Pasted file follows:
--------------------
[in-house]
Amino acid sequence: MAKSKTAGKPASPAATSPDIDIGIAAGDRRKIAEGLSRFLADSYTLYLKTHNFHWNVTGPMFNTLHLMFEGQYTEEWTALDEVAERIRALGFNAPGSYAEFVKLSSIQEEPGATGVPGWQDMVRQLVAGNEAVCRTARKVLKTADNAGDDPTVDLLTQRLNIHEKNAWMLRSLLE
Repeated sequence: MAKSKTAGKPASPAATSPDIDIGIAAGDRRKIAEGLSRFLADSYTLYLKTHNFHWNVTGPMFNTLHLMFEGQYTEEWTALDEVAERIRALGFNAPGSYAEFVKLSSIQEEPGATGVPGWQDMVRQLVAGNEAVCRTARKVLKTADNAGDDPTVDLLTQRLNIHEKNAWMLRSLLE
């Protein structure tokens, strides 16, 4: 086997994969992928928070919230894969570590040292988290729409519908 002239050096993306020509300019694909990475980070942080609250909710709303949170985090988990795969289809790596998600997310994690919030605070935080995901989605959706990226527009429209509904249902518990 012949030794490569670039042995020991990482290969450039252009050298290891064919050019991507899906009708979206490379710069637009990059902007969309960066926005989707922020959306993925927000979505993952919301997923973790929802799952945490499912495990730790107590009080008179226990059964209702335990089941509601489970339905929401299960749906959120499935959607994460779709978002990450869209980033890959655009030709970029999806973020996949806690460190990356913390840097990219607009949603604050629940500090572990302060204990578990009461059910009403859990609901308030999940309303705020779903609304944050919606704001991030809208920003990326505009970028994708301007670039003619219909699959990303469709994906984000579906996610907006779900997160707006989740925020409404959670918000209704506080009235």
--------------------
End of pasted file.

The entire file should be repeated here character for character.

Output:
[in-house]
Amino acid sequence: MAKSKTAGKPASPAATSPDIDIGIAAGDRRKIAEGLSRFLADSYTLYLKTHNFHWNVTGPMFNTLHLMFEGQYTEEWTALDEVAERIRALGFNAPGSYAEFVKLSSIQEEPGATGVPGWQDMVRQLVAGNEAVCRTARKVLKTADNAGDDPTVDLLTQRLNIHEKNAWMLRSLLE
Repeated sequence: MAKSKTAGKPASPAATSPDIDIGIAAGDRRKIAEGLSRFLADSYTLYLKTHNFHWNVTGPMFNTLHLMFEGQYTEEWTALDEVAERIRALGFNAPGSYAEFVKLSSIQEEPGATGVPGWQDMVRQLVAGNEAVCRTARKVLKTADNAGDDPTVDLLTQRLNIHEKNAWMLRSLLE
């Protein structure tokens, strides 16, 4: 086997994969992928928070919230894969570590040292988290729409519908 002239050096993306020509300019694909990475980070942080609250909710709303949170985090988990795969289809790596998600997310994690919030605070935080995901989605959706990226527009429209509904249902518990 012949030794490569670039042995020991990482290969450039252009050298290891064919050019991507899906009708979206490379710069637009990059902007969309960066926005989707922020959306993925927000979505993952919301997923973790929802799952945490499912495990730790107590009080008179226990059964209702335990089941509601489970339905929401299960749906959120499935959607994460779709978002990450869209980033890959655009030709970029999806973020996949806690460190990356913390840097990219607009949603604050629940500090572990302060204990578990009461059910009403859990609901308030999940309303705020779903609304944050919606704001991030809208920003990326505009970028994708301007670039003619219909699959990303469709994906984000579906996610907006779900997160707006989740925020409404959670918000209704506080009235």